Death was ever-present at that time. On several occasions, we read of the deaths of friends who had featured regularly in the diary, and it often comes as much of a shock to the reader as it did to Richard. Several of his sister Mary's children died of smallpox. His cousin Richard Kay of Chesham died in 1749, and his brother-in-law Joseph Baron in 1750. Both of these deaths affected Richard heavily, and one can feel an increasing sense of despair in the later entries.
The diary ends abruptly on July 19th 1750, with the entry:
This Day in the Morning I returned from Manchester, in the Afternoon .....
We don't know what happened to cause Richard to leave his diary in this way, but it must have been something momentous. For the previous few months the area had been ravaged by an epidemic that sounds, from Richard's description, to have been related to typhus. Many, including Richard's friends and relatives, had died. What we do know is that three months after this entry, Richard's father Robert died, in October 1750. Sister Rachel died in January 1751, while in October 1751, Richard, his mother and his sister Elizabeth died. Of the family, only Robert and Alice survived.
After Richard's death, the diary must have passed to his cousins at Chesham, as it remained with the descendants of Richard of Chesham's third son John. At the end of the nineteenth century, it was in the possession of Robert Henry Kay, my great great uncle, and John's great grandson. He anonymously published excerpts from it, entitled “A Lancashire Doctor's Diary 1737-1750”. Rather charmingly, he dedicated “This slight sketch of the life of one of her ancestors I dedicate to my sister Louisa [Potter], whose memory and intellect in her ninetieth year are the wonder and delight of her family and friends”. This publication brought the diary's existence to the attention of William Hewitson, editor of the Bury Times, and a noted local historian. He borrowed the diary from Robert and made extensive extracts from it. In 1908, Kenneth Kay quoted extensively from it in his “Kay Chronicles”. Some years later Dr E Bosdin Leach of Manchester Universtiry had Hewitson's notes typed and bound, and put in the Manchester Central Library. However, Kenneth's widow Dolly refused to let him borrow the diary to make further extracts. By the 1950s, it was in the possession of Kenneth's sister, Marjorie Kay, my father's first cousin. After her death, it passed to my father, Maj. Gen. Patrick Kay. Over the recent years, my father and I felt concern that such a valuable document, which was of necessity stored in the bank, was at risk of deteriorating or being lost, and in 2003 my father gave it, as a permanent loan, to the Chetham Library in Manchester, where it is now available for research.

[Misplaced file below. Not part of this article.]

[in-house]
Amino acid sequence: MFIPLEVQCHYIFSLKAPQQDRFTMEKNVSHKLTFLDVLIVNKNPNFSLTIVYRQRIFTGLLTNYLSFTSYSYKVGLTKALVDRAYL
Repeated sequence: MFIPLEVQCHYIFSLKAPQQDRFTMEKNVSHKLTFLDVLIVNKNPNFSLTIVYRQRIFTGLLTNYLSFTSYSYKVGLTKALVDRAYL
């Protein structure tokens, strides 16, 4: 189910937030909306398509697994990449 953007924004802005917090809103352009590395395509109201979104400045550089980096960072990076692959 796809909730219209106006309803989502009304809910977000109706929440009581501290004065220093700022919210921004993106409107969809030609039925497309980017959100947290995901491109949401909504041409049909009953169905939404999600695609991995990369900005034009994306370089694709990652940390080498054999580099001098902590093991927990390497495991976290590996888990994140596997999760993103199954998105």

Previously, in 1958, Doctor Brockbank, also of Manchester University, had realised from Hewitson's extracts the enormous value of the diary as an item of medical history, contacted Marjorie Kay with a view to seeing the diary, and validating those extracts. Marjorie, who was as wary of letting the diary out of her hands as her sister in law, eventually agreed to meet Doctor Brockbank in a park in Birmingham where the two of them sat on a bench for the afternoon while he examined the diary. The result of this meeting was that a full transcription was made of the diary by my mother Mrs Muriel Kay. This mammoth undertaking took her three years, and ran to a total of 686 pages of typescript. This full transcription is now lodged at the Manchester Central Library.
In 1968, the Chetham Society published excerpts from the diary under the title “The Diary of Richard Kay of Lancashire, Doctor, 1716-1751”. They have recently reprinted these excerpts. As I have said, the diary offers a fascinating insight into life in the middle of the eighteenth century, the way people lived, the attitudes of non-conformists, and above all the practice of medicine at the time. If you get a chance, read it.